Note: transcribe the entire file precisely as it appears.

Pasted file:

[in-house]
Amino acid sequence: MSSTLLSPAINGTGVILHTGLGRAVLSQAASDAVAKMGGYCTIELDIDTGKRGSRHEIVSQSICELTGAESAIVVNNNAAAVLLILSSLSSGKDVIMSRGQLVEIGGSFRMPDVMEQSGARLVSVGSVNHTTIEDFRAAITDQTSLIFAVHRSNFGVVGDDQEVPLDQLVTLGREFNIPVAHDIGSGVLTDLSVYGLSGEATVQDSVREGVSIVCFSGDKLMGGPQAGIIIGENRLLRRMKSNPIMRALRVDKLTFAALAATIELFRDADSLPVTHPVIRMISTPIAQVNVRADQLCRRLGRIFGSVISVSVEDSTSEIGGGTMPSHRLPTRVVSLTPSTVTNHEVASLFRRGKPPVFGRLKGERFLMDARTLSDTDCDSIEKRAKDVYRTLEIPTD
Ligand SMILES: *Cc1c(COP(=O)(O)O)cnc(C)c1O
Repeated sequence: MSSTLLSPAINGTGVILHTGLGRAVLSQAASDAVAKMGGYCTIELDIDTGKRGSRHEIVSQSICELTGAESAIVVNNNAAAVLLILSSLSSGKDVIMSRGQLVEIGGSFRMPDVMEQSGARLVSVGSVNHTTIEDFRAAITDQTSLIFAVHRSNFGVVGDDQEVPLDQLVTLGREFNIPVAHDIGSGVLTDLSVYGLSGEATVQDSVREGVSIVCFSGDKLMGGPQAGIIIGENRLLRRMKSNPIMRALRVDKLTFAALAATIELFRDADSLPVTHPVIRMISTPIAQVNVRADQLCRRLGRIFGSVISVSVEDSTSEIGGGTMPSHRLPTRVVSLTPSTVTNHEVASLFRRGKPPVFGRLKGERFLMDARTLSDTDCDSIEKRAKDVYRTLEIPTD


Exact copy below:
[in-house]
Amino acid sequence: MSSTLLSPAINGTGVILHTGLGRAVLSQAASDAVAKMGGYCTIELDIDTGKRGSRHEIVSQSICELTGAESAIVVNNNAAAVLLILSSLSSGKDVIMSRGQLVEIGGSFRMPDVMEQSGARLVSVGSVNHTTIEDFRAAITDQTSLIFAVHRSNFGVVGDDQEVPLDQLVTLGREFNIPVAHDIGSGVLTDLSVYGLSGEATVQDSVREGVSIVCFSGDKLMGGPQAGIIIGENRLLRRMKSNPIMRALRVDKLTFAALAATIELFRDADSLPVTHPVIRMISTPIAQVNVRADQLCRRLGRIFGSVISVSVEDSTSEIGGGTMPSHRLPTRVVSLTPSTVTNHEVASLFRRGKPPVFGRLKGERFLMDARTLSDTDCDSIEKRAKDVYRTLEIPTD
Ligand SMILES: *Cc1c(COP(=O)(O)O)cnc(C)c1O
Repeated sequence: MSSTLLSPAINGTGVILHTGLGRAVLSQAASDAVAKMGGYCTIELDIDTGKRGSRHEIVSQSICELTGAESAIVVNNNAAAVLLILSSLSSGKDVIMSRGQLVEIGGSFRMPDVMEQSGARLVSVGSVNHTTIEDFRAAITDQTSLIFAVHRSNFGVVGDDQEVPLDQLVTLGREFNIPVAHDIGSGVLTDLSVYGLSGEATVQDSVREGVSIVCFSGDKLMGGPQAGIIIGENRLLRRMKSNPIMRALRVDKLTFAALAATIELFRDADSLPVTHPVIRMISTPIAQVNVRADQLCRRLGRIFGSVISVSVEDSTSEIGGGTMPSHRLPTRVVSLTPSTVTNHEVASLFRRGKPPVFGRLKGERFLMDARTLSDTDCDSIEKRAKDVYRTLEIPTD